Based on instinctual cues, you will receive a definitive feeling about what type of intention this living creature presents. If your gut tells you that the situation is dangerous and not to trust the creature, you should likely listen to it–considering it developed its analytical capabilities over millions of years and led you to this point in human history.

  1. Improvise:

Any good prepper knows the “perfect” plan only remains as such until it is put to the test. The second that perfect plan meets the real world there will either be an influence unaccounted for that comes to bear or a factor that has no business occurring within a statistical probability miraculously pokes its head up. In either situation, the only thing you can do is devise a plan that allows for improvisation. This is what would be known as tactical agility.

This concept of a plan remaining effective only until it is put into action arguably goes double in situations of self-defense where you are dealing with a sentient agent. Because both parties have clear objectives which contradict the other and create a hostile situation, your self-defense preparations will inevitably require you to think on the fly.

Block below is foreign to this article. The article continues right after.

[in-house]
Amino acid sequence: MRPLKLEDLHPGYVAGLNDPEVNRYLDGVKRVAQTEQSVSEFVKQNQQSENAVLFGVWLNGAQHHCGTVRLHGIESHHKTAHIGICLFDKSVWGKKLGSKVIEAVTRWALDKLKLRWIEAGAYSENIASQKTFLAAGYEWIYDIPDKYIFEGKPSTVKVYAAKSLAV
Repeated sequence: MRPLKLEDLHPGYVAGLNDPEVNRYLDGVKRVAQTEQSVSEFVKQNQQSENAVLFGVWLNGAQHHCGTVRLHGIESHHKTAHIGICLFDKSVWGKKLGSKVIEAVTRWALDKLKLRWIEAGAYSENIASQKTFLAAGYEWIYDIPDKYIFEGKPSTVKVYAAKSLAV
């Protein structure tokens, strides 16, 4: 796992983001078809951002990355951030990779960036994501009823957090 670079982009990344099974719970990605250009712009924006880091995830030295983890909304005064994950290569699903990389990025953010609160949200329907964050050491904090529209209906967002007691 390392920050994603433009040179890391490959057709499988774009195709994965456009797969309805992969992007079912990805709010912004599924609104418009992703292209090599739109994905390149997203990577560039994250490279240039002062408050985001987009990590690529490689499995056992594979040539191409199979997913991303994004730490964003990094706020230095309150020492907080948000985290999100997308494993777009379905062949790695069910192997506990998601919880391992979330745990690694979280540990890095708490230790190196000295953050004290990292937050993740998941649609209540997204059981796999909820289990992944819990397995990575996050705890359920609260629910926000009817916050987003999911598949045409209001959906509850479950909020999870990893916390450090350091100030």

Granted, there is a good chance that you can devise a number of self-defense precautions that put you in a position of advantage when dealing with a hostile threat, but much the same way that staying fit becomes more important the longer a disaster wears on so too does the ability to improvise increases in value.

Again, this is due to the fact that anyone who can survive numerous moths following a societal collapse will also have a varying set of skills that allows them to do so. As such, whatever self-defense preparations you have made will be brought to bear on an individual that likely has developed tactical skills of their own.